Water Availability

Our Nation contains regions where agricultural producers contend with an overabundance of water and regions frequently challenged by water scarcity and drought. The 100th meridian is often touted as the dividing line between the wet eastern United States and the dry, water-limited west. While this geographic division serves well as a rule of thumb, it ignores critical factors such as rainfall timing, intensity, frequency and magnitude and resulting systemic impacts.  How these events impact water supply in relation to water demand dictates impacts both now and in the future.

Hydrologists often conceptualize water from a budget perspective with inputs (precipitation) and outputs (runoff, infiltration, deep percolation) over a specified land area and time-period. Projected changes in annual precipitation show a latitudinal dipole with increases for much of the northern U.S. and decreases in the drier areas of the southern U.S. These changes could exacerbate the water-related challenges already faced in these areas. For example, an increase in spring precipitation may reduce the number of workable field days, reduce crop yields and disrupt planting operations in wetter regions.

Continue to the full text of Water Resources in a Changing Climate or browse related content:

The effects of climate change on crop production will vary by region, and will largely be a factor of impacts on resources important to agricultural production, such as soil and water. Soils provide a wide variety of ecosystem services, including regulating carbon through...

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Irrigation lines at Intervale Community Farm

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3 cows on dry, brown range

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View of the March 2018 Quarterly Harvest

Working as a collaboration to promote climate informed decisions on farms and forests. In December 2017, the USDA Northeast Climate Hub relaunched it's e-newsletter to bring readers a more visually appealing and engaging periodical. The aptly named, Quarterly Harvest, seeks to...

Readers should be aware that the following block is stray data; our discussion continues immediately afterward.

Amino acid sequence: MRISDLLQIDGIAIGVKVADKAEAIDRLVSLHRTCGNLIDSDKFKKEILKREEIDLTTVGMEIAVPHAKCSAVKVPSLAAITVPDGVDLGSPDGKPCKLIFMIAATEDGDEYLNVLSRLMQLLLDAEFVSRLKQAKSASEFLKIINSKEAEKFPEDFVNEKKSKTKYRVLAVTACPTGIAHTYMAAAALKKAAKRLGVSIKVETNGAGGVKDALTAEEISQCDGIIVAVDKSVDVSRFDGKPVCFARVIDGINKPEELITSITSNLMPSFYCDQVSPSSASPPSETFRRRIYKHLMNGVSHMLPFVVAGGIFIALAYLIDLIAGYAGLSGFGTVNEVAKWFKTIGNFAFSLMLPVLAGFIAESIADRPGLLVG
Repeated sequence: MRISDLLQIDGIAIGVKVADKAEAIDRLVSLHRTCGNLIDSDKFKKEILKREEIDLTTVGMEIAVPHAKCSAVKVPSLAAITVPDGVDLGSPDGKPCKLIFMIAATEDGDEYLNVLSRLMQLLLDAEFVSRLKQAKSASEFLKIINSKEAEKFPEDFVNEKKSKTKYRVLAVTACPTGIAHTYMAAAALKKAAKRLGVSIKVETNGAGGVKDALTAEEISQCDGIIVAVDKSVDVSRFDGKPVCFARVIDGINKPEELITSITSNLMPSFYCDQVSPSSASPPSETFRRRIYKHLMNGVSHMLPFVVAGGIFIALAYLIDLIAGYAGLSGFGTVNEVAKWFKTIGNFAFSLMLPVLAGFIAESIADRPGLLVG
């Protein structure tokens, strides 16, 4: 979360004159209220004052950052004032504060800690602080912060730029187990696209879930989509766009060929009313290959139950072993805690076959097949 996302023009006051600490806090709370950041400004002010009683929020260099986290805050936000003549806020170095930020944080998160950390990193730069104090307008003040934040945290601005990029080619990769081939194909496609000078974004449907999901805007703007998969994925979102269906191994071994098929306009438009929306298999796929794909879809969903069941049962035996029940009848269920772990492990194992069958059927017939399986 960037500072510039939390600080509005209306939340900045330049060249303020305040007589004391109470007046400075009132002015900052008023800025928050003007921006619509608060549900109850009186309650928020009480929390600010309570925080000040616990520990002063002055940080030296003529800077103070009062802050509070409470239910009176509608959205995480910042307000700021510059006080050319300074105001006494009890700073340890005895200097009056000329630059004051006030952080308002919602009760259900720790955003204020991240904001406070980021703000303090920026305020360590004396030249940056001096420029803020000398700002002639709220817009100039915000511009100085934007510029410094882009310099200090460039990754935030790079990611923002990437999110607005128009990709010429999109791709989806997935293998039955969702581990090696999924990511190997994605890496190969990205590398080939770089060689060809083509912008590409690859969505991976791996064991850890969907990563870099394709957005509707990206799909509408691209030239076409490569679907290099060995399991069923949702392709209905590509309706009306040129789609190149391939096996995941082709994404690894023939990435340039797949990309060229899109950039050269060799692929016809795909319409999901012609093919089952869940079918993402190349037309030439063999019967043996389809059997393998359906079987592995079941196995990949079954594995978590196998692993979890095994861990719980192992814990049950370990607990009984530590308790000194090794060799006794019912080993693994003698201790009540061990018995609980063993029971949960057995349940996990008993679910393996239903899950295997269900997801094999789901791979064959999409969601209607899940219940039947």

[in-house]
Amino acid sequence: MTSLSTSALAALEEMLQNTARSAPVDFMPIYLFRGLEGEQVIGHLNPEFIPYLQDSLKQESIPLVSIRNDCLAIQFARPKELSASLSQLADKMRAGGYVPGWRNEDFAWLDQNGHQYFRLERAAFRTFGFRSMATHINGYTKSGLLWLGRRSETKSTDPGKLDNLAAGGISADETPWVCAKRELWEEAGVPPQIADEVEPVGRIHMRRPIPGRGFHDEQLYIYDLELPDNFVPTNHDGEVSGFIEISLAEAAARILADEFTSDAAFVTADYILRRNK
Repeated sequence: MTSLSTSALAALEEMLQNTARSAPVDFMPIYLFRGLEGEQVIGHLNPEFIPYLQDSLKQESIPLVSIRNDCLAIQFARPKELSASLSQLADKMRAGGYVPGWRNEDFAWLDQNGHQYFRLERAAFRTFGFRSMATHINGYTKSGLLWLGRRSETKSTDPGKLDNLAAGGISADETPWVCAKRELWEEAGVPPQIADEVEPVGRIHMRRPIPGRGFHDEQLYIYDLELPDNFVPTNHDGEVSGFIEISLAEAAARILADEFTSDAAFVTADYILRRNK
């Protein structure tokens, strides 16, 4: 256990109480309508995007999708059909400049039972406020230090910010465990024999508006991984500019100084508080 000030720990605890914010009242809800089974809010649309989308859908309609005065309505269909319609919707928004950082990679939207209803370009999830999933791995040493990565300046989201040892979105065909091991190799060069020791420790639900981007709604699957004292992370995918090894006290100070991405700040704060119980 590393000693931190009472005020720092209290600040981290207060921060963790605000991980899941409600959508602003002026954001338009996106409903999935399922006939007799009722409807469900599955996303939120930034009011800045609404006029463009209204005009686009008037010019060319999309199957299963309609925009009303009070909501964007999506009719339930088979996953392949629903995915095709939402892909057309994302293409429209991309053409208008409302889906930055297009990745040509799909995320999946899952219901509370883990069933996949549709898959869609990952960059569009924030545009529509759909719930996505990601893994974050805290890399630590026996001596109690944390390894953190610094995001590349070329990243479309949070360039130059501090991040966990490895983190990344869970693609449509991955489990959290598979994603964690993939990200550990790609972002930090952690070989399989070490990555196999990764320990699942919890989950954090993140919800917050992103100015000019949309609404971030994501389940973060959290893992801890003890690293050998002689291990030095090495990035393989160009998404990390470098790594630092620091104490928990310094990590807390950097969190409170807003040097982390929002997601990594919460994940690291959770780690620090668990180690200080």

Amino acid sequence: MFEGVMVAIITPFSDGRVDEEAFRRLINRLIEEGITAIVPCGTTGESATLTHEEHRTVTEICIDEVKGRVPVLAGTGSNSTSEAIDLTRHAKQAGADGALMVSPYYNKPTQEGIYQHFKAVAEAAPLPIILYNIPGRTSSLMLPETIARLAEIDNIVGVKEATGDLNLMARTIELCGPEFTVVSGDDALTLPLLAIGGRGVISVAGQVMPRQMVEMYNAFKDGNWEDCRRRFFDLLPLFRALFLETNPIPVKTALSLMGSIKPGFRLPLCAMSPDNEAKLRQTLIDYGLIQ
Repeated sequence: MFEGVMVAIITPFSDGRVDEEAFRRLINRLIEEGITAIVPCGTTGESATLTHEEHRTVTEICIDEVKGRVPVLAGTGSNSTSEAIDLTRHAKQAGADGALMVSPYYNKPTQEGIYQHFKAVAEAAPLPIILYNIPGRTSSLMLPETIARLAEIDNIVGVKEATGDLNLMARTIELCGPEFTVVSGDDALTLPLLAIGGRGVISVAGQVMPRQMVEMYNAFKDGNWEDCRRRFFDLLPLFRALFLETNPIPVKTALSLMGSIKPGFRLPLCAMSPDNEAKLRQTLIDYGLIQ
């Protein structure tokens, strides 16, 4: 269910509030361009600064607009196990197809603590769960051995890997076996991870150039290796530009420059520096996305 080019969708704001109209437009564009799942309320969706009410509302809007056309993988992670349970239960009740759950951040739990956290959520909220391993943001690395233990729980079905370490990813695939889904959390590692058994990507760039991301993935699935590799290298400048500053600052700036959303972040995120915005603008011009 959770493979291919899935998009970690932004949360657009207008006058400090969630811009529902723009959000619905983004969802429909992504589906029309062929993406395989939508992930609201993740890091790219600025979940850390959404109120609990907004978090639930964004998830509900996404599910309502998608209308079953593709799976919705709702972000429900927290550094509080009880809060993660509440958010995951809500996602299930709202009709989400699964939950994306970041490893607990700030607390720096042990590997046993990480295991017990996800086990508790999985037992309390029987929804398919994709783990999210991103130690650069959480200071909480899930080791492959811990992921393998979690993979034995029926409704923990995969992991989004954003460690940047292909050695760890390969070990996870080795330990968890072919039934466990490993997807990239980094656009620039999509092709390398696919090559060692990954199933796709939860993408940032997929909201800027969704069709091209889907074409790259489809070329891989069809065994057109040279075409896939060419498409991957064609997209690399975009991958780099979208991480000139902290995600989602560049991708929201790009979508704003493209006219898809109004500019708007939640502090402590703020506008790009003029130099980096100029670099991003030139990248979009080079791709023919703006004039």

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Frozen peach blossom

How are climate change and weather variability affecting Northeastern producers? Farmers, foresters, and other land owners in the Northeast are already feeling the pressures of a changing climate and increasing weather variability. In recent years the Northeast has experienced...

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Tree mortality across the Musick Creek and Bald Mountain landscapes on the Sierra National Forest, High Sierra Ranger District

Webinar Summary In April 2017, the U.S. Forest Service Office of Sustainability and Climate hosted a webinar focused on drought and forest ecosystems. Scientists discussed how the ecological effects of drought and a changing climate interact with those of wildfire, insects,...

Drought and Forest Ecosystems

Oyster Castles scene from Living Shorelines virtual tour

Smart Phone or Tablet? We suggest jumping over here for an improved virtual experience!   Sea levels are rising, and storm intensity and rainfall are projected to increase as the climate continues to warm. In 2012, Hurricane Sandy showed the state of New Jersey the power of...

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To convey information contained in the Forest Ecosystem Vulnerability Assessment and Synthesis for New England and Northern New York forests.

Storymap of Climate Change and Adaptation: New England

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